A reticent personnel manager living with his mother, Mr Newman shares the prejudices of his times and of his neighbours - and neither a Hispanic woman abused outside his window nor the persecution of the Jewish store owner he buys his paper from are any of his business. Until Newman begins wearing glasses, and others begin to mistake him for a Jew.
Arthur Miller's chilling novel displays the same searing moral precision and emotional intensity of his plays, as the intensity of anti-Semitism in 1945 New York mounts, and the prejudices Newman shares begin to turn threateningly against him.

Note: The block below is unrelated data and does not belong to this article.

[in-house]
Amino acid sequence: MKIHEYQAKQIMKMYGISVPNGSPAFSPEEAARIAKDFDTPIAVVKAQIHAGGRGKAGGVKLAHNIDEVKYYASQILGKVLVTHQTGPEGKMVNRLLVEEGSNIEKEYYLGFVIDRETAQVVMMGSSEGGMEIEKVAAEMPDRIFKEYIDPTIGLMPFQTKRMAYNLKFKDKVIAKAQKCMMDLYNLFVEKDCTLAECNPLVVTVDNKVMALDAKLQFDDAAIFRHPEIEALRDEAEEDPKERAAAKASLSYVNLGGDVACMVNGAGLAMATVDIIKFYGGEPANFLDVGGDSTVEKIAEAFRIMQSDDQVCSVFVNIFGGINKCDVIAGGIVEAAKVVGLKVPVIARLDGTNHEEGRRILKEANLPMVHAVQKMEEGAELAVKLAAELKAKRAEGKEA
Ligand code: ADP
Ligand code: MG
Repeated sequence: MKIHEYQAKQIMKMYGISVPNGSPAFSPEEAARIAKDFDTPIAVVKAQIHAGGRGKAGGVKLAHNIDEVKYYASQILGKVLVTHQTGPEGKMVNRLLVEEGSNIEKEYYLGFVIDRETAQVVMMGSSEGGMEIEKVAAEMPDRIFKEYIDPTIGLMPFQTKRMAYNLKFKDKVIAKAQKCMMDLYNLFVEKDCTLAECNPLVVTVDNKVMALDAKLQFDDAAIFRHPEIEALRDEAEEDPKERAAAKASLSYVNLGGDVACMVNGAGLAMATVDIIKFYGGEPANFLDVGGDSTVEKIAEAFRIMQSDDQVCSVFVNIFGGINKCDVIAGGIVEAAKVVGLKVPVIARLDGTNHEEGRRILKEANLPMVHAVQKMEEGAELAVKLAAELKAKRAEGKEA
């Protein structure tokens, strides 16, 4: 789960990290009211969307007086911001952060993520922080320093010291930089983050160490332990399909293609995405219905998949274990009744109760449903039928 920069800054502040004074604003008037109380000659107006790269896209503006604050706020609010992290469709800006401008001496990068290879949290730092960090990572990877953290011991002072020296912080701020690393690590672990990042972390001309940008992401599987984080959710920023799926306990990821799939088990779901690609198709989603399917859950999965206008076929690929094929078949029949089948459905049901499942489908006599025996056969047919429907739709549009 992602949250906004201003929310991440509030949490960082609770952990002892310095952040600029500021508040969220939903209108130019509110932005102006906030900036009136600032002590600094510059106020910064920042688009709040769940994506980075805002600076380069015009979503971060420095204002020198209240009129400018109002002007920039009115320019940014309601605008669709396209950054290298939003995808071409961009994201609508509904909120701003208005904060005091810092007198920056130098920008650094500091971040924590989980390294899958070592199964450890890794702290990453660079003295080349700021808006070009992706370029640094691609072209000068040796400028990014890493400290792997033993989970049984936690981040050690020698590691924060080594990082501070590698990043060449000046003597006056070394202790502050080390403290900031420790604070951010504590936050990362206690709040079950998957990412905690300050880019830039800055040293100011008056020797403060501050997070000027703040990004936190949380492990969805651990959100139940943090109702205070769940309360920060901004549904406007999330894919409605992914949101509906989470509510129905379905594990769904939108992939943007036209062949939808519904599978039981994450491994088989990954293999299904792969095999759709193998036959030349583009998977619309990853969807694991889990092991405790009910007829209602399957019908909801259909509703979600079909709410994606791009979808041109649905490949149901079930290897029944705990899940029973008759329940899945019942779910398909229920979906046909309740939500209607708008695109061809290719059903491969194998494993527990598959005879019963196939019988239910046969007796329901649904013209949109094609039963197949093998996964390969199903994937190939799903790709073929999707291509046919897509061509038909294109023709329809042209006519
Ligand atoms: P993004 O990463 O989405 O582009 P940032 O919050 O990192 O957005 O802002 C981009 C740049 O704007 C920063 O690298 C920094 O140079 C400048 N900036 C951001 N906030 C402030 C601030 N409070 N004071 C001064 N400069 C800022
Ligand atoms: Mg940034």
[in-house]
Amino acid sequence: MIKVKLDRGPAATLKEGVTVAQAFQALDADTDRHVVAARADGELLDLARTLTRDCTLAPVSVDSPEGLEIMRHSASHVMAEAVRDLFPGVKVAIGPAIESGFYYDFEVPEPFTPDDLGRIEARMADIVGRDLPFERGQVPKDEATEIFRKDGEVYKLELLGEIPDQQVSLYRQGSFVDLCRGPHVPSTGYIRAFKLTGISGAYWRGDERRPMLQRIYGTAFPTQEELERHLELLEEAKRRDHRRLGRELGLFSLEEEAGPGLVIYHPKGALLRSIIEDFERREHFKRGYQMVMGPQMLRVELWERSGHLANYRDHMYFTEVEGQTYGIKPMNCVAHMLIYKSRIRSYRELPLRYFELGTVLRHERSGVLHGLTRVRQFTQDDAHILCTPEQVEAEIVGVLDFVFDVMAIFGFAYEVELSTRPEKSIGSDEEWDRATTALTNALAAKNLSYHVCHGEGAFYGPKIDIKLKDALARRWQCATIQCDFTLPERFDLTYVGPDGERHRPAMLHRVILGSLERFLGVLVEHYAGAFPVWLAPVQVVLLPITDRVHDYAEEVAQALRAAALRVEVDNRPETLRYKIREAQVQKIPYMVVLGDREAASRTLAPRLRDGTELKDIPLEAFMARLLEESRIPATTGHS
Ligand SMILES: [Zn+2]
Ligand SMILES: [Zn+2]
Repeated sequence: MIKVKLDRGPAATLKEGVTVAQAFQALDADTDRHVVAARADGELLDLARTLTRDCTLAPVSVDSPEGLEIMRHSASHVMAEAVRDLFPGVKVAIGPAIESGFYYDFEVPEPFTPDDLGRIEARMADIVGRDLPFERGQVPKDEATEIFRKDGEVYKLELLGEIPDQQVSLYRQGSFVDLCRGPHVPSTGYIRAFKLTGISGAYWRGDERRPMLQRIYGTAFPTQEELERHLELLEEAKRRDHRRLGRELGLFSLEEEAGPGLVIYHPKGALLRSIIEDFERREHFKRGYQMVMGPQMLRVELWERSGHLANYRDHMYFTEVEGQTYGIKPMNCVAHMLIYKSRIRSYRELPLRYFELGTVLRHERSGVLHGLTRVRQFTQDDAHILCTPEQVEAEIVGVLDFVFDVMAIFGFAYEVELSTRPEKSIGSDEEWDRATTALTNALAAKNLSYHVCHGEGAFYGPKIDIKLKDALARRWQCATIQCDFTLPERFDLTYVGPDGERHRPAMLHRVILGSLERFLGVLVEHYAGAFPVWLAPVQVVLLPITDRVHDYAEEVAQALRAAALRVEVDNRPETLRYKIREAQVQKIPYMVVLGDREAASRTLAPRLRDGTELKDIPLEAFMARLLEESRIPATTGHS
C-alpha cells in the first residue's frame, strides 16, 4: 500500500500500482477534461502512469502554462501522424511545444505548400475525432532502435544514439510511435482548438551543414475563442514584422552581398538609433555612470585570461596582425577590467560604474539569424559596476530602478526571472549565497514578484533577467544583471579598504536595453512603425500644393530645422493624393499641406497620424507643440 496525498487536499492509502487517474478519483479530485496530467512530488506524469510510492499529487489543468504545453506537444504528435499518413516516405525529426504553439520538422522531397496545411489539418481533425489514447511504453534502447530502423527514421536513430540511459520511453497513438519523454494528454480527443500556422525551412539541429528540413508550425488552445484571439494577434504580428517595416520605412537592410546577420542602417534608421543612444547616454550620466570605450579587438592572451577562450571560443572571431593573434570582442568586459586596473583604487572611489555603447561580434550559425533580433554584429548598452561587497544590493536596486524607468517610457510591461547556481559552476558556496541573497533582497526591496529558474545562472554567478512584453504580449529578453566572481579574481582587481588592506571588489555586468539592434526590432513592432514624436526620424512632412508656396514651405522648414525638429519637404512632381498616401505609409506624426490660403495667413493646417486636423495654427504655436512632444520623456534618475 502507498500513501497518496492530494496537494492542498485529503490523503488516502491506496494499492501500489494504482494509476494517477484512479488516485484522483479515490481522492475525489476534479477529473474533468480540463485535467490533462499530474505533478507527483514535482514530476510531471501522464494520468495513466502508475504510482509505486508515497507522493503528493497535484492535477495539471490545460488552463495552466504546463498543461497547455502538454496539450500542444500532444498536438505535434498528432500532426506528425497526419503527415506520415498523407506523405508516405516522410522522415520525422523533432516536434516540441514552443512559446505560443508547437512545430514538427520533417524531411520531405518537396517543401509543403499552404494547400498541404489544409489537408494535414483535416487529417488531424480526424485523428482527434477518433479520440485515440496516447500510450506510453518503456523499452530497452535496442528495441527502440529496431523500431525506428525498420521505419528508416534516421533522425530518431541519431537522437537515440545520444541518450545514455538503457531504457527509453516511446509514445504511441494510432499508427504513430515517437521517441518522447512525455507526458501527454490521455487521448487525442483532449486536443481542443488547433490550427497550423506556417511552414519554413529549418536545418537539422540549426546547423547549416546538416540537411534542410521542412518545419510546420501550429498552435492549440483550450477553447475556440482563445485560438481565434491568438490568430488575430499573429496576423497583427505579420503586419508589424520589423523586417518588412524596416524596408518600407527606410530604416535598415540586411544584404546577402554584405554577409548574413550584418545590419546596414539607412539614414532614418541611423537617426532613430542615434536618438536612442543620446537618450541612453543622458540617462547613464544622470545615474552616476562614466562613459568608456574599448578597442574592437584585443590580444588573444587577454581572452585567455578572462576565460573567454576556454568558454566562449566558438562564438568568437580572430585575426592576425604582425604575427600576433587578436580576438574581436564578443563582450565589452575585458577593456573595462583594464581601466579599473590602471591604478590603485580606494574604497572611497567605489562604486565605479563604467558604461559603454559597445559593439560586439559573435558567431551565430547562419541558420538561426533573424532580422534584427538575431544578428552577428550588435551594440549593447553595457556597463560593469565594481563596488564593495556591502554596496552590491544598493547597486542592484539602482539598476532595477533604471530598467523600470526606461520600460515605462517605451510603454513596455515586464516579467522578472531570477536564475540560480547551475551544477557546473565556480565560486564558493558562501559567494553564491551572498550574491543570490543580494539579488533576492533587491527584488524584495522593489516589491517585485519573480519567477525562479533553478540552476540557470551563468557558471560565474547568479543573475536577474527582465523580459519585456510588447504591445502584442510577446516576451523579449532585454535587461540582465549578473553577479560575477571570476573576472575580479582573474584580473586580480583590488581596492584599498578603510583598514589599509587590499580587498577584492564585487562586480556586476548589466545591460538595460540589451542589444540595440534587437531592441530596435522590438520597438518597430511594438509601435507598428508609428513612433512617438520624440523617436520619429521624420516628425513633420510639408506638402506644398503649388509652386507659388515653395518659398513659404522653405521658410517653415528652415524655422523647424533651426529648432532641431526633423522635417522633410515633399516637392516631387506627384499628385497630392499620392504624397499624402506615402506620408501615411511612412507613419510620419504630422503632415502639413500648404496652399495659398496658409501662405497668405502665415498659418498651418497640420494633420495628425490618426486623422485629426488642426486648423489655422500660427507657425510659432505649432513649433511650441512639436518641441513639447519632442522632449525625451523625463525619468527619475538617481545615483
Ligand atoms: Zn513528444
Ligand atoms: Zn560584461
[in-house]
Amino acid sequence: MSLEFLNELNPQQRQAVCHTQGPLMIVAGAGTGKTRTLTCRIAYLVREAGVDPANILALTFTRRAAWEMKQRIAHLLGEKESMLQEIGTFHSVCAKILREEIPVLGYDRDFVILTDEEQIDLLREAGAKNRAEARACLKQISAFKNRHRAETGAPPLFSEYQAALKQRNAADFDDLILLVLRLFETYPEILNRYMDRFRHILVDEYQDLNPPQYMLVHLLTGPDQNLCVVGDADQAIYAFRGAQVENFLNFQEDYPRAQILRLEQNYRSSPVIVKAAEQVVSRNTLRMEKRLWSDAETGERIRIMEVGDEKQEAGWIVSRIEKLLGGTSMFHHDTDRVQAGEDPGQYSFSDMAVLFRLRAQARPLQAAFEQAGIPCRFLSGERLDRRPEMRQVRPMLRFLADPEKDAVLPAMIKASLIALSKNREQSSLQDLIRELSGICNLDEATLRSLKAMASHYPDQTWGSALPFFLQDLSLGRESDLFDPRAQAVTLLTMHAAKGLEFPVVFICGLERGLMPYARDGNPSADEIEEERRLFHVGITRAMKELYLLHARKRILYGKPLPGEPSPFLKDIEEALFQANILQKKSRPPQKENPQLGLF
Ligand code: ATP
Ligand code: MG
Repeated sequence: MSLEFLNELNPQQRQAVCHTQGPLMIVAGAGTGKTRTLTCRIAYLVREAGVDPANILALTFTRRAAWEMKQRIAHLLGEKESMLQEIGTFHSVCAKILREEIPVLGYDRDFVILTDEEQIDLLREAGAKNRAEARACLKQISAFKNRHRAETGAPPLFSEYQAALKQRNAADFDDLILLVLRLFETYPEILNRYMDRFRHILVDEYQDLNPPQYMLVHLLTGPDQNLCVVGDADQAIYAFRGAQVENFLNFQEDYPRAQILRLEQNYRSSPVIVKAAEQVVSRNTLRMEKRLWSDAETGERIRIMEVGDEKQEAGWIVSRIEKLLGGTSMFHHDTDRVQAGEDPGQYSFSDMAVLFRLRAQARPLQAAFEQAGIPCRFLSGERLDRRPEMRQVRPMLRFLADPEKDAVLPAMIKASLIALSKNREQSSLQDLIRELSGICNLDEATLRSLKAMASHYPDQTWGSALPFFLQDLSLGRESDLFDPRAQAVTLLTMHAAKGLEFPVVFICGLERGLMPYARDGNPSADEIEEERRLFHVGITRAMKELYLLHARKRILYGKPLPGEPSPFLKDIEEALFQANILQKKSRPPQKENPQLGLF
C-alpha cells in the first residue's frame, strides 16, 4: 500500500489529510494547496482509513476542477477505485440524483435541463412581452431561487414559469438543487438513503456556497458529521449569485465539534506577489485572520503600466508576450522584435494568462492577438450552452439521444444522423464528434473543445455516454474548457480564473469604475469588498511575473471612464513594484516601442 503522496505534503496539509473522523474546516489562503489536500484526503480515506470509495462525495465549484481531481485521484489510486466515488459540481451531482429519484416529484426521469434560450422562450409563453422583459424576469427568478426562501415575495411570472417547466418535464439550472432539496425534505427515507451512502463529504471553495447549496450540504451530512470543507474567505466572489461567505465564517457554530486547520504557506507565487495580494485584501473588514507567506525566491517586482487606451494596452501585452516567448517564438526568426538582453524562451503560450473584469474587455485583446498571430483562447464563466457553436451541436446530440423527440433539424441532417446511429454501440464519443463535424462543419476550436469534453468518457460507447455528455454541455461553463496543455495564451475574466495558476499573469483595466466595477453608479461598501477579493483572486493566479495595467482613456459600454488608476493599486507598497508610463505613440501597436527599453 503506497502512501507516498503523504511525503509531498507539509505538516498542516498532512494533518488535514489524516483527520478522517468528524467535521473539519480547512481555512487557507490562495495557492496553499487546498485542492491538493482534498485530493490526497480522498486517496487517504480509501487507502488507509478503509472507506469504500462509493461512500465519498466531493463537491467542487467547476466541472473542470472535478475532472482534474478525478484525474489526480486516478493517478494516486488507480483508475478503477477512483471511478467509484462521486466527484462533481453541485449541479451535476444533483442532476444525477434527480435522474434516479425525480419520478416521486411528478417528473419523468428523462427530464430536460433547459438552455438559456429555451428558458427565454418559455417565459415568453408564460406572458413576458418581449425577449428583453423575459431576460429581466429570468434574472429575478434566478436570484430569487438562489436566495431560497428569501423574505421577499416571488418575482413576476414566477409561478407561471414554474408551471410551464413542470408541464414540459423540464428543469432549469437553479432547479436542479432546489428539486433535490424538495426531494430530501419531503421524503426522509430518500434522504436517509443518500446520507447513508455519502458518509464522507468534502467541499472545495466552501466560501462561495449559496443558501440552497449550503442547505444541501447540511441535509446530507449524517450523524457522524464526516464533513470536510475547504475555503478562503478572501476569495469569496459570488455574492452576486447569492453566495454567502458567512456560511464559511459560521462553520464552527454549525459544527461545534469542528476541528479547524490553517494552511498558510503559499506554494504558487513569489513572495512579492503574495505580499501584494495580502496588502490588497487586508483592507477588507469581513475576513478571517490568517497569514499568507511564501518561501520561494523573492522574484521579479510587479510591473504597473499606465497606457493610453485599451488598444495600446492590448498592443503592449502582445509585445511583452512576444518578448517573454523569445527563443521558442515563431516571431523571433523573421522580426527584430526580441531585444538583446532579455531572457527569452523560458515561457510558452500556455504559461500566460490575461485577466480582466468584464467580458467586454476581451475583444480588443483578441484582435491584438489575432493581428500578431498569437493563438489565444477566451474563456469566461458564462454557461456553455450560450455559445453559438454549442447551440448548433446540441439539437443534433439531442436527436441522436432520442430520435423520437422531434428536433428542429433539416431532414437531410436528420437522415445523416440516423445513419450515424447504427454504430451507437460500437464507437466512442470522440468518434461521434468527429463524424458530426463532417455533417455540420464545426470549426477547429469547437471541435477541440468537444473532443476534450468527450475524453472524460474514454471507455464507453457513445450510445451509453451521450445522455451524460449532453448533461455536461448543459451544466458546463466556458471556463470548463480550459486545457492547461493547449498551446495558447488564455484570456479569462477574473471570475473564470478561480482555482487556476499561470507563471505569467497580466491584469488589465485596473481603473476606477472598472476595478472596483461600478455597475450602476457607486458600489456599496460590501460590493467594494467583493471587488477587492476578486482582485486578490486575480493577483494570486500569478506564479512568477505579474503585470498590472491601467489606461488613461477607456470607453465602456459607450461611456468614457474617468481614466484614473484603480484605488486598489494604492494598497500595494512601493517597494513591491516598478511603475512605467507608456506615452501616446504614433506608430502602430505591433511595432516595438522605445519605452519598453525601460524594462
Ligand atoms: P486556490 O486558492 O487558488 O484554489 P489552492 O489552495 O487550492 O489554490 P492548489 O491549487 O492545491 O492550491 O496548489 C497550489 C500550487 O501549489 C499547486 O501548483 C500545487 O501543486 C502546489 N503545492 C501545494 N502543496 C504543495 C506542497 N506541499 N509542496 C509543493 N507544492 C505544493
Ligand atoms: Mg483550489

American dramatist Arthur Miller was born in New York City in 1915. In 1938 Miller won awards for his comedy The Grass Still Grows. His major achievement was Death of a Salesman, which won the 1949 Pulitzer Prize for drama and the 1949 New York Drama Critics' Circle Award. The Crucible was aimed at the widespread congressional investigation of subversive activities in the US; the drama won the 1953 Tony Award. Miller's autobiography, Timebends: A Life was published in 1987.